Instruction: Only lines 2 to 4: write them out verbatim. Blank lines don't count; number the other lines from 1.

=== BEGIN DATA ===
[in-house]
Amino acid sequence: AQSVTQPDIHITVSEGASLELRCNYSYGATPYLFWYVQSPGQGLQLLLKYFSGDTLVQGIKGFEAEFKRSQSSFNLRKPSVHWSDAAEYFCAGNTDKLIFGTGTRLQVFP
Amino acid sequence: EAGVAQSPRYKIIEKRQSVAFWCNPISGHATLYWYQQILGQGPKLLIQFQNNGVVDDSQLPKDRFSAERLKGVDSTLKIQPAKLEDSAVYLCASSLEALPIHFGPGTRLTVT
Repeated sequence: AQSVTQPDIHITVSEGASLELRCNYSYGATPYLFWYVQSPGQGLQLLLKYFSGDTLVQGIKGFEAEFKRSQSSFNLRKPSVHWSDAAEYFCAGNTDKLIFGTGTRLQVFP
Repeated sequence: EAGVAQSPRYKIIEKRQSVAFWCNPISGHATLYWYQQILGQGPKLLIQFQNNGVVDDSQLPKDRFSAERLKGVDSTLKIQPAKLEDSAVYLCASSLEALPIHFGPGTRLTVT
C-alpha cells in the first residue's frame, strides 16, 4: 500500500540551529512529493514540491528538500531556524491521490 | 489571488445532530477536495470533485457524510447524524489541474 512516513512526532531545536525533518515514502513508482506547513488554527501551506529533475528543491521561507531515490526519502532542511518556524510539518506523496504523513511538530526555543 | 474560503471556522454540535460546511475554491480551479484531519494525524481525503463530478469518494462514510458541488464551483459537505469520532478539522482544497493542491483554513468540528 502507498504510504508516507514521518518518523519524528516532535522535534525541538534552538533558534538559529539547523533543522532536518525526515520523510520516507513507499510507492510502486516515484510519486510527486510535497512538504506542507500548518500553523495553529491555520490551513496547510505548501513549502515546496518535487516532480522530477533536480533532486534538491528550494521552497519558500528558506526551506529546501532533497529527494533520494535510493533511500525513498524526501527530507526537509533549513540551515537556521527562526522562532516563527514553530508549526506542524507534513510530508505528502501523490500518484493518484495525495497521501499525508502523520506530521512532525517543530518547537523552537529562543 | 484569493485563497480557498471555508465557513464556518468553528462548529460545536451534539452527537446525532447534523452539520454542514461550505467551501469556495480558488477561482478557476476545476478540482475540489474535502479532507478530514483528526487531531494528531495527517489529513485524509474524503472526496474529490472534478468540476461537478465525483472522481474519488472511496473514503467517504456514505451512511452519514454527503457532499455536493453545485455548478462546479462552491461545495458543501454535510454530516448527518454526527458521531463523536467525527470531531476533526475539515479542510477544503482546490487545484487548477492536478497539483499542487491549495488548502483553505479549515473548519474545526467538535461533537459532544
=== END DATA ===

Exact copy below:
Amino acid sequence: AQSVTQPDIHITVSEGASLELRCNYSYGATPYLFWYVQSPGQGLQLLLKYFSGDTLVQGIKGFEAEFKRSQSSFNLRKPSVHWSDAAEYFCAGNTDKLIFGTGTRLQVFP
Amino acid sequence: EAGVAQSPRYKIIEKRQSVAFWCNPISGHATLYWYQQILGQGPKLLIQFQNNGVVDDSQLPKDRFSAERLKGVDSTLKIQPAKLEDSAVYLCASSLEALPIHFGPGTRLTVT
Repeated sequence: AQSVTQPDIHITVSEGASLELRCNYSYGATPYLFWYVQSPGQGLQLLLKYFSGDTLVQGIKGFEAEFKRSQSSFNLRKPSVHWSDAAEYFCAGNTDKLIFGTGTRLQVFP